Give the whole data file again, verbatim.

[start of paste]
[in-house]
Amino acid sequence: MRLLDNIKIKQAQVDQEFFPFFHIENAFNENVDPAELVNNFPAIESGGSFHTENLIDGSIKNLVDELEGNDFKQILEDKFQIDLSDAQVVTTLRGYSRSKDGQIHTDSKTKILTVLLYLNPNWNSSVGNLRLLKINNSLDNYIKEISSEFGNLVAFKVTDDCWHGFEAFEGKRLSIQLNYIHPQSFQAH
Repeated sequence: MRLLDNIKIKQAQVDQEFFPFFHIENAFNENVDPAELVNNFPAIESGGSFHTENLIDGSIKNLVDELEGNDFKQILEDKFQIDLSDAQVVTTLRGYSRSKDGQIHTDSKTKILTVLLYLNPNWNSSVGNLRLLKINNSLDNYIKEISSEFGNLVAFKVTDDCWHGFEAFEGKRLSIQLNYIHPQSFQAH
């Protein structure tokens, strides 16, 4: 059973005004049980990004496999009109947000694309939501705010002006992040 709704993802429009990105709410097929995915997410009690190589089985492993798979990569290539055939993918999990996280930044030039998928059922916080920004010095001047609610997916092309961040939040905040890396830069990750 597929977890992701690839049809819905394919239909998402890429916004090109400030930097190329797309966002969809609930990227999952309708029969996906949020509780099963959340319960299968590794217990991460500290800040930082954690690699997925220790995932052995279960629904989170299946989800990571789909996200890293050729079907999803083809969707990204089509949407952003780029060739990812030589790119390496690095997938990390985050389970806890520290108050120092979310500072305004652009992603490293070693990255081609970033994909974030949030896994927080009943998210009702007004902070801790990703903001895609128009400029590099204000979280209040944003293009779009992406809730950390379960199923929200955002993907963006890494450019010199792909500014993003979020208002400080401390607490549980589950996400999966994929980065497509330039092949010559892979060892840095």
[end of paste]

[in-house]
Amino acid sequence: MRLLDNIKIKQAQVDQEFFPFFHIENAFNENVDPAELVNNFPAIESGGSFHTENLIDGSIKNLVDELEGNDFKQILEDKFQIDLSDAQVVTTLRGYSRSKDGQIHTDSKTKILTVLLYLNPNWNSSVGNLRLLKINNSLDNYIKEISSEFGNLVAFKVTDDCWHGFEAFEGKRLSIQLNYIHPQSFQAH
Repeated sequence: MRLLDNIKIKQAQVDQEFFPFFHIENAFNENVDPAELVNNFPAIESGGSFHTENLIDGSIKNLVDELEGNDFKQILEDKFQIDLSDAQVVTTLRGYSRSKDGQIHTDSKTKILTVLLYLNPNWNSSVGNLRLLKINNSLDNYIKEISSEFGNLVAFKVTDDCWHGFEAFEGKRLSIQLNYIHPQSFQAH
């Protein structure tokens, strides 16, 4: 059973005004049980990004496999009109947000694309939501705010002006992040 709704993802429009990105709410097929995915997410009690190589089985492993798979990569290539055939993918999990996280930044030039998928059922916080920004010095001047609610997916092309961040939040905040890396830069990750 597929977890992701690839049809819905394919239909998402890429916004090109400030930097190329797309966002969809609930990227999952309708029969996906949020509780099963959340319960299968590794217990991460500290800040930082954690690699997925220790995932052995279960629904989170299946989800990571789909996200890293050729079907999803083809969707990204089509949407952003780029060739990812030589790119390496690095997938990390985050389970806890520290108050120092979310500072305004652009992603490293070693990255081609970033994909974030949030896994927080009943998210009702007004902070801790990703903001895609128009400029590099204000979280209040944003293009779009992406809730950390379960199923929200955002993907963006890494450019010199792909500014993003979020208002400080401390607490549980589950996400999966994929980065497509330039092949010559892979060892840095």